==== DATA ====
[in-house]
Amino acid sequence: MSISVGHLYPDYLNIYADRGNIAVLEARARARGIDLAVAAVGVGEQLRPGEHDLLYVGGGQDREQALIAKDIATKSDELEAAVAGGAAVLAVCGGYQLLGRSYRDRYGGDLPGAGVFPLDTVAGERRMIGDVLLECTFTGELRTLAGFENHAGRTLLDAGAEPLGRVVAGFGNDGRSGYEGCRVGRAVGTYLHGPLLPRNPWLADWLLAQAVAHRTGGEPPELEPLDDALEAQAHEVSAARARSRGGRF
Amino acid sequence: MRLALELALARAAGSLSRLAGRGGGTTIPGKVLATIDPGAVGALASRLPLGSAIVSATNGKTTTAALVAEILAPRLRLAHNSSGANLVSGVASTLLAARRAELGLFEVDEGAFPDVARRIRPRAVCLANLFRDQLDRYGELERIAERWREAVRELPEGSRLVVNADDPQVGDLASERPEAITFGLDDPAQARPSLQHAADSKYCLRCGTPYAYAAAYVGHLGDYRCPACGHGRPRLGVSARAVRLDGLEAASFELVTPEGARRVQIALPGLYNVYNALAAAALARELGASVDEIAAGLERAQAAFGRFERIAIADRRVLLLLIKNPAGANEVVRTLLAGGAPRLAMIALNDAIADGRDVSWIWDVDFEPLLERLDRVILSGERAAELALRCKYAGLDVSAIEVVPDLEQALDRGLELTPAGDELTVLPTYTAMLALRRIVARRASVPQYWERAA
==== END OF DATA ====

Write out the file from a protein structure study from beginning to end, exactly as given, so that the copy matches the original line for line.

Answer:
[in-house]
Amino acid sequence: MSISVGHLYPDYLNIYADRGNIAVLEARARARGIDLAVAAVGVGEQLRPGEHDLLYVGGGQDREQALIAKDIATKSDELEAAVAGGAAVLAVCGGYQLLGRSYRDRYGGDLPGAGVFPLDTVAGERRMIGDVLLECTFTGELRTLAGFENHAGRTLLDAGAEPLGRVVAGFGNDGRSGYEGCRVGRAVGTYLHGPLLPRNPWLADWLLAQAVAHRTGGEPPELEPLDDALEAQAHEVSAARARSRGGRF
Amino acid sequence: MRLALELALARAAGSLSRLAGRGGGTTIPGKVLATIDPGAVGALASRLPLGSAIVSATNGKTTTAALVAEILAPRLRLAHNSSGANLVSGVASTLLAARRAELGLFEVDEGAFPDVARRIRPRAVCLANLFRDQLDRYGELERIAERWREAVRELPEGSRLVVNADDPQVGDLASERPEAITFGLDDPAQARPSLQHAADSKYCLRCGTPYAYAAAYVGHLGDYRCPACGHGRPRLGVSARAVRLDGLEAASFELVTPEGARRVQIALPGLYNVYNALAAAALARELGASVDEIAAGLERAQAAFGRFERIAIADRRVLLLLIKNPAGANEVVRTLLAGGAPRLAMIALNDAIADGRDVSWIWDVDFEPLLERLDRVILSGERAAELALRCKYAGLDVSAIEVVPDLEQALDRGLELTPAGDELTVLPTYTAMLALRRIVARRASVPQYWERAA